Thinking about how girls think about themselves

On December 16, 2014


Self-perception colours our choices, limits or drives our ambitions, and affects how we come across to others. So role models and cultural icons matter when it comes to the messages we give our children. If we tell boys not to cry, they can grow up feeling they are wimps if they let their emotions overspill. If we give girls the message that their primary role is to nurture talent in others not themselves, there is the likelihood they will not aspire to be leaders. And, if we praise the actions of WAGS for having snagged a Premier League player, girls may assume that they only exist in relation to others.

This is equally true if we give young girls role models in the form of impossibly proportioned Barbie dolls dressed to kill instead of more realistic toys with ‘ambitions’ to make something of themselves. This is the logic behind the crowd-sourced doll Lammily (not the most resonant of names) that has recently hit the market. With vital statistics corresponding to those of an average 19-year-old, i.e. 32-31-33, and with accessories including stick-on acne, freckles and scars, the idea is that children will see this doll as ‘just like them’ (or at least their big sister) and so their imagination will be sparked in different ways from that which Barbie encourages.

On a very limited study, with no statistical significance, it would appear to be working. As reported in the Daily Mail (apologies!) a class of nine-year-olds reacted very differently when asked what sort of job Lammily would be likely to do compared with Barbie. The latter was seen as likely to be a model or ‘fashion star’ whereas Lamilly was lined up for a ‘computer job’. Children see the dolls differently. Maybe there is an obvious lesson in there for those of us who are frustrated by the continuing low levels of girls progressing to physics A level, despite their successes at GCSE.

Another lesson for us to bear in mind in similar vein can be found in a recent report spearheaded by physicist Averil MacDonald. Although she was looking at minorities’ attitudes towards STEM in general, her report throws up some interesting issues for possible ways to facilitate girls sticking with physics. Again, the issue about self-perception sits at the heart of her report. It isn’t such a crude issue as that girls simply don’t like physics nor that they are bad it. Crucially, they don’t see themselves as fitting in. This feeling of difference ties in with the cultural norms they are exposed to. Looking around their world – through representations in films, at science festivals or on TV – overwhelmingly they see male physicists. They don’t see women they can relate to and, the evidence from this report suggests, they also don’t necessarily value the words associated with physics-based careers.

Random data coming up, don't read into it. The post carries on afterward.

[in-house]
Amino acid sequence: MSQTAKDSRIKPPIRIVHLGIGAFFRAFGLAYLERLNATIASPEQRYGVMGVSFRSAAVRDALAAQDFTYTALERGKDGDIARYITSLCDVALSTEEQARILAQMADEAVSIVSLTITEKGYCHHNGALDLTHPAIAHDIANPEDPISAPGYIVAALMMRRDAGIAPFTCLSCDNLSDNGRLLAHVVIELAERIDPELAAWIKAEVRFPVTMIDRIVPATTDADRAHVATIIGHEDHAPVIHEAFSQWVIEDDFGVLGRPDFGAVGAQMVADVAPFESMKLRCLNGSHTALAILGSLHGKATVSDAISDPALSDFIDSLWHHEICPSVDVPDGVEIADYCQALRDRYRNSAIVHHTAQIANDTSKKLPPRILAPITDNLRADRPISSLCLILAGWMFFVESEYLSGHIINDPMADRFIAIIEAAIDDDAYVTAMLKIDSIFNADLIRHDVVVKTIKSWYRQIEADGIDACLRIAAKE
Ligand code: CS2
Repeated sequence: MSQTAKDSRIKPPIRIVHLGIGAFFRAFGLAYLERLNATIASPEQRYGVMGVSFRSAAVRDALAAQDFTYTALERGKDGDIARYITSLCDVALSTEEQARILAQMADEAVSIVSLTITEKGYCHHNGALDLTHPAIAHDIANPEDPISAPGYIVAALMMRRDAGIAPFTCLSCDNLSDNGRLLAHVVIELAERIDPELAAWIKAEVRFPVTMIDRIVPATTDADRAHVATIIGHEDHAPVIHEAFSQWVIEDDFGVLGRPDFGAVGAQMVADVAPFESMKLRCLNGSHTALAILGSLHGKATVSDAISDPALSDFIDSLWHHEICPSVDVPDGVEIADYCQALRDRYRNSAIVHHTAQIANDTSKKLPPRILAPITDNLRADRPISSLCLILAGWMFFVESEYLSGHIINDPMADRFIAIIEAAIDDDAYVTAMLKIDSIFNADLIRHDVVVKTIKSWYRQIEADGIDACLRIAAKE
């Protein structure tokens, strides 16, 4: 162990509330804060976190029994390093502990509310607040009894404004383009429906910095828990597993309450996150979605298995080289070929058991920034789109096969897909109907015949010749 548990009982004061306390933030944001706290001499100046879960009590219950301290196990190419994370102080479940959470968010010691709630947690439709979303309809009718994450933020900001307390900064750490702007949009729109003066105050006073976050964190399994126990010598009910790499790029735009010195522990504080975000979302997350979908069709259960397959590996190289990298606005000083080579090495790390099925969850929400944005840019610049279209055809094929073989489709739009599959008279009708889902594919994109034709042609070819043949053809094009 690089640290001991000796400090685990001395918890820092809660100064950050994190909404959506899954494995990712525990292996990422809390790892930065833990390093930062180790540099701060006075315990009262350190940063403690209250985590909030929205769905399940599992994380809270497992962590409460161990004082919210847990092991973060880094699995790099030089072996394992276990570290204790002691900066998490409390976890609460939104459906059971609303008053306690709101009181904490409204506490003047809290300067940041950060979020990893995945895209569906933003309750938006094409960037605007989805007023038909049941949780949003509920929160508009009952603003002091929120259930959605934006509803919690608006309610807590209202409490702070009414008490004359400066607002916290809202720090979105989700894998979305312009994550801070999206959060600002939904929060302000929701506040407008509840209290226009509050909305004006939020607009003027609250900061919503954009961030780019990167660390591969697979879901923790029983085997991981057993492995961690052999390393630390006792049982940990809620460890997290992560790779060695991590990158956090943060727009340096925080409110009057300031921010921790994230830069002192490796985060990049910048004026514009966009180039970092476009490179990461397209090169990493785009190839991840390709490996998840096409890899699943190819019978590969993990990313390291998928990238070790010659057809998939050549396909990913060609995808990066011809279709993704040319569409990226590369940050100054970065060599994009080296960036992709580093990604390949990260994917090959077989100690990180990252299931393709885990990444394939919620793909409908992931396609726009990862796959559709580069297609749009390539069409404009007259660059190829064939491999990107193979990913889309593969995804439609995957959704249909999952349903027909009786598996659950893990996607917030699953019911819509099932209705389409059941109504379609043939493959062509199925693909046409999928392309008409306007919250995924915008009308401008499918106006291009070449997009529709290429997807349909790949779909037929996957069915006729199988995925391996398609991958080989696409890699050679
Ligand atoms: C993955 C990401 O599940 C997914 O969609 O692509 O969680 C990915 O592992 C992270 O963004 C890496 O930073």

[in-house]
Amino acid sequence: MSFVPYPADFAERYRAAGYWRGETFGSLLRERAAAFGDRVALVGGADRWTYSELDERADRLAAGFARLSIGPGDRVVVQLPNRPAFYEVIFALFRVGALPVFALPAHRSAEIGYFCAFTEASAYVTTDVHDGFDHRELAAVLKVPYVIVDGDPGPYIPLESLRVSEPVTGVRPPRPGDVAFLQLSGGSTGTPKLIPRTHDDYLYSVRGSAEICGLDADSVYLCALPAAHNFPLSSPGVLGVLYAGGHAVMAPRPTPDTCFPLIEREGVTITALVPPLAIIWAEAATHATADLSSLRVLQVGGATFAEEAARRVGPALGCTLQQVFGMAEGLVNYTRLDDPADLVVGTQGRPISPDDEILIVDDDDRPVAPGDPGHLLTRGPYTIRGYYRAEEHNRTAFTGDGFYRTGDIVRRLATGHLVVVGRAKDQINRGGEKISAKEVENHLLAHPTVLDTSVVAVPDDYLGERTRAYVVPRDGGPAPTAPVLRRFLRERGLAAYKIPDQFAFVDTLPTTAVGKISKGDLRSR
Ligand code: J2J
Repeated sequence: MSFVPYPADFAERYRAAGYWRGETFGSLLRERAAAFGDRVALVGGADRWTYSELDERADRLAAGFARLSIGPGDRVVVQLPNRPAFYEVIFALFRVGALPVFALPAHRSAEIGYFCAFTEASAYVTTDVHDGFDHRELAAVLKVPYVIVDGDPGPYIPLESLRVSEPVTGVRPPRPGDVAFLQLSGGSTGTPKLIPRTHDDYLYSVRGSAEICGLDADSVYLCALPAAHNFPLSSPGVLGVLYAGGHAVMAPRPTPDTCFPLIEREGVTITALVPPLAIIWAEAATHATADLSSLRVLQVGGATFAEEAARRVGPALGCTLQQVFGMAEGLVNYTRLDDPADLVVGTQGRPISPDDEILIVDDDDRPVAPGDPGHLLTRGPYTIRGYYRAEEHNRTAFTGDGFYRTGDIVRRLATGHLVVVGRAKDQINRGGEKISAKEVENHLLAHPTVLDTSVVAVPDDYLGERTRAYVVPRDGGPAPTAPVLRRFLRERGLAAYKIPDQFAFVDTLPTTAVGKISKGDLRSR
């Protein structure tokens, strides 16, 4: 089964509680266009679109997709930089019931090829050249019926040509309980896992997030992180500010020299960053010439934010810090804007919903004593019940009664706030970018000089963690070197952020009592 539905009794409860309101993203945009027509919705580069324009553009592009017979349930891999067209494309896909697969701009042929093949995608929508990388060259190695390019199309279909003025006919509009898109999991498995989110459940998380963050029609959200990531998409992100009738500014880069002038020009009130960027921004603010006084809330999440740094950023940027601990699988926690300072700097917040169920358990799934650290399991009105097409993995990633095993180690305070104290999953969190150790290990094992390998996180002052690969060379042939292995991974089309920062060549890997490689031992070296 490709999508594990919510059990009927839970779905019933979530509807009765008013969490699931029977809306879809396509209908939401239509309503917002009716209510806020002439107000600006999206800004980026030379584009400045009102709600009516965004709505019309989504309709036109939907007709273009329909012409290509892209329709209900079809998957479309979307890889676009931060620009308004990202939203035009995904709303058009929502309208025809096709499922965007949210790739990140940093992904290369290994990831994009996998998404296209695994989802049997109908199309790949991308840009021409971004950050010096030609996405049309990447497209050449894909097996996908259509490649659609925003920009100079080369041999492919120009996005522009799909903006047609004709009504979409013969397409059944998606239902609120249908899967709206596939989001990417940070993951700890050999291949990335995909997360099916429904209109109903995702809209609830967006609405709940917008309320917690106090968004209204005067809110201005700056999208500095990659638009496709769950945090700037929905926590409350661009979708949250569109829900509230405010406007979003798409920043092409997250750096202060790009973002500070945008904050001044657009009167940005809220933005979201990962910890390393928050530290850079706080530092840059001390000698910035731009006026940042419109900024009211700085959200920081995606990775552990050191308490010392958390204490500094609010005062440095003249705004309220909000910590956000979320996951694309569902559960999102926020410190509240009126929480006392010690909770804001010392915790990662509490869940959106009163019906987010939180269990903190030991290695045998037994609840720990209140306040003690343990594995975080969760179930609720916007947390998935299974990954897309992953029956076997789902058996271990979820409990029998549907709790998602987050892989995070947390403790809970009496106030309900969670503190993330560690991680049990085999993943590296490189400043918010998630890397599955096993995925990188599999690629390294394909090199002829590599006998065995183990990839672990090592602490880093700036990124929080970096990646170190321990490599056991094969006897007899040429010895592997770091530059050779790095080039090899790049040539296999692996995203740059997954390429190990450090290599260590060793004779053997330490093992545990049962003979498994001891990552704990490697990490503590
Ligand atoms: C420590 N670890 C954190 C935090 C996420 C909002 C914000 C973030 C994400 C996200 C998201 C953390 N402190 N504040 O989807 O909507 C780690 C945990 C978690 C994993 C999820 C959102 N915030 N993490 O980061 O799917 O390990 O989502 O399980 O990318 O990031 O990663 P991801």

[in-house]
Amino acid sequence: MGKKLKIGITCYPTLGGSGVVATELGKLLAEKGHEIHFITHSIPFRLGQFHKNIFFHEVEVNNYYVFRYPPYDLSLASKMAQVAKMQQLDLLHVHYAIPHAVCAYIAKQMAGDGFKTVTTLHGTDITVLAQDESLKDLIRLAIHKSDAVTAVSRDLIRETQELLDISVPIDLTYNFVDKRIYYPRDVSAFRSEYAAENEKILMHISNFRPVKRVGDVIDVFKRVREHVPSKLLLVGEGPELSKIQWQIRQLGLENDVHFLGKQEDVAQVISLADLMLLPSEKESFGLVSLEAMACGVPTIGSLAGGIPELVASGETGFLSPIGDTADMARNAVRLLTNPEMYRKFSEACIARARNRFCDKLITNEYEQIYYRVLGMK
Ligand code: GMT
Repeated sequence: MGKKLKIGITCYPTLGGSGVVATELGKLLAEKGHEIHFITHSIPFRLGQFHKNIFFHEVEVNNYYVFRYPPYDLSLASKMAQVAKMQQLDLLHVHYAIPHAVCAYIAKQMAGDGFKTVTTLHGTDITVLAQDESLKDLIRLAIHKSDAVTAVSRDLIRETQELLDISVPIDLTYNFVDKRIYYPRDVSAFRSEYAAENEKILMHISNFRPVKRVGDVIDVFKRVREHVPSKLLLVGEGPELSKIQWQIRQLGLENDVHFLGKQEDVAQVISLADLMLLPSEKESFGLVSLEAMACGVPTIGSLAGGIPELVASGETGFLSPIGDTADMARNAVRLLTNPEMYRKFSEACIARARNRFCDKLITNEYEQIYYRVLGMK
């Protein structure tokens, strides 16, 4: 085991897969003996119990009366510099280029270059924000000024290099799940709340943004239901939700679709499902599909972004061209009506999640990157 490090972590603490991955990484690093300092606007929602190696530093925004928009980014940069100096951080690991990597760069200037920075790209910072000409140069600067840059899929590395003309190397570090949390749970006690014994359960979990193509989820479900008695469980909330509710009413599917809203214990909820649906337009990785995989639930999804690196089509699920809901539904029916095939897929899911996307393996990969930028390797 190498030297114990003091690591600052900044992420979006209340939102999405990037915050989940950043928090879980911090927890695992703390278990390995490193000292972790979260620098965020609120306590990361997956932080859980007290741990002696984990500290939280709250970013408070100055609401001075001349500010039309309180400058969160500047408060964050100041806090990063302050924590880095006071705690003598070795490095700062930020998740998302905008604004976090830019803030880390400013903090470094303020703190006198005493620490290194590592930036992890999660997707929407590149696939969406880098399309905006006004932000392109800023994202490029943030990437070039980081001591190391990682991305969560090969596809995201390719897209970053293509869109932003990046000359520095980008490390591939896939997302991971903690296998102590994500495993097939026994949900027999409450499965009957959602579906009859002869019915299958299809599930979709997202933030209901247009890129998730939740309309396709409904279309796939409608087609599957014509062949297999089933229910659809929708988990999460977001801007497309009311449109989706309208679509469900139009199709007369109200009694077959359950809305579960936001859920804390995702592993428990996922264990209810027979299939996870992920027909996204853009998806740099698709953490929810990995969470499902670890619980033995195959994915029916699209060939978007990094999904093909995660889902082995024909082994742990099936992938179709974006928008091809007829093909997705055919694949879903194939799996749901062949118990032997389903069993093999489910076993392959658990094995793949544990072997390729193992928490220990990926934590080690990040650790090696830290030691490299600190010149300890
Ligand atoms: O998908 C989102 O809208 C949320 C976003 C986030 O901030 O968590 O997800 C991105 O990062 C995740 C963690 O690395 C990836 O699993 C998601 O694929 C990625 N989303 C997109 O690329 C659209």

Asked to describe themselves, girls apparently are more likely to use adjectives than nouns. Males may say something about their jobs, or about the outcomes of their jobs, whereas girls tend to describe their qualities (helpful or shy, for instance, in the case of teenage girls). Read Averil’s report for all the evidence. This ties in with the stories Cambridge University found more generally when it interviewed women from different spheres within the university as part of its project culminating in the book The Meaning of Success. The women wanted to stress the success of their teams, for instance, rather than the Nature papers that were the outcome of this success. Cambridge needs to work out how to make sure that the qualities valued by the women – which don’t necessarily map easily onto promotion criteria or other measures of progression – are better reflected in evaluating our workers. It is perhaps something for other HEIs to consider too. But these messages are also something organisations aiming to support girls into physics should bear in mind. We have a long way to go if we are to reach anything close to parity in our physics A-level courses and finding new types of interventions may be a sensible route to take to ensure we don’t unnecessarily lose female talent before the girls even enter university.

Image: Female students working on computers. Traditionally, girls don’t see themselves as fitting in in physics. Credit: Shutterstock/Syda Productions

About Athene Donald

Athene Donald is a professor of physics at the University of Cambridge working on soft matter and biological physics; she is also Master of Churchill College. She was founding chair of the Institute of Physics’ Biological Physics Group (2006-10) and is Project Director of the IOP’s Teaching Biological Physics project. She is a Trustee of the Science Museum Group and a member of the Scientific Council of the European Research Council. She blogs at Occam’s Typewriter and at the Guardian.

One Response to Thinking about how girls think about themselves

  1. Very well described, the way gender differences influence perception, but can’t agree though, with the implied notion that the female’s perception is modulated by social and environmental factors, whereas the males isn’t. In fact it is the female (of all species) who is a complete being leaving the male always at the receiving end, which is obvious during the mating season. All that is mentioned of the ‘colored’ sensibilities, modulated priorities, subdued involvement in certain fields etc of women, in fact are the true reactions to be expected of a complete being, and the perceived short fall in a few areas is due to the fact that men engage in greater, mostly unnecessary (metabolically!) activities as a preemptive strike against being condemned to the ‘receiving end’ like males of other species!. (Such occasions, for obvious reasons, can happen throughout the year!)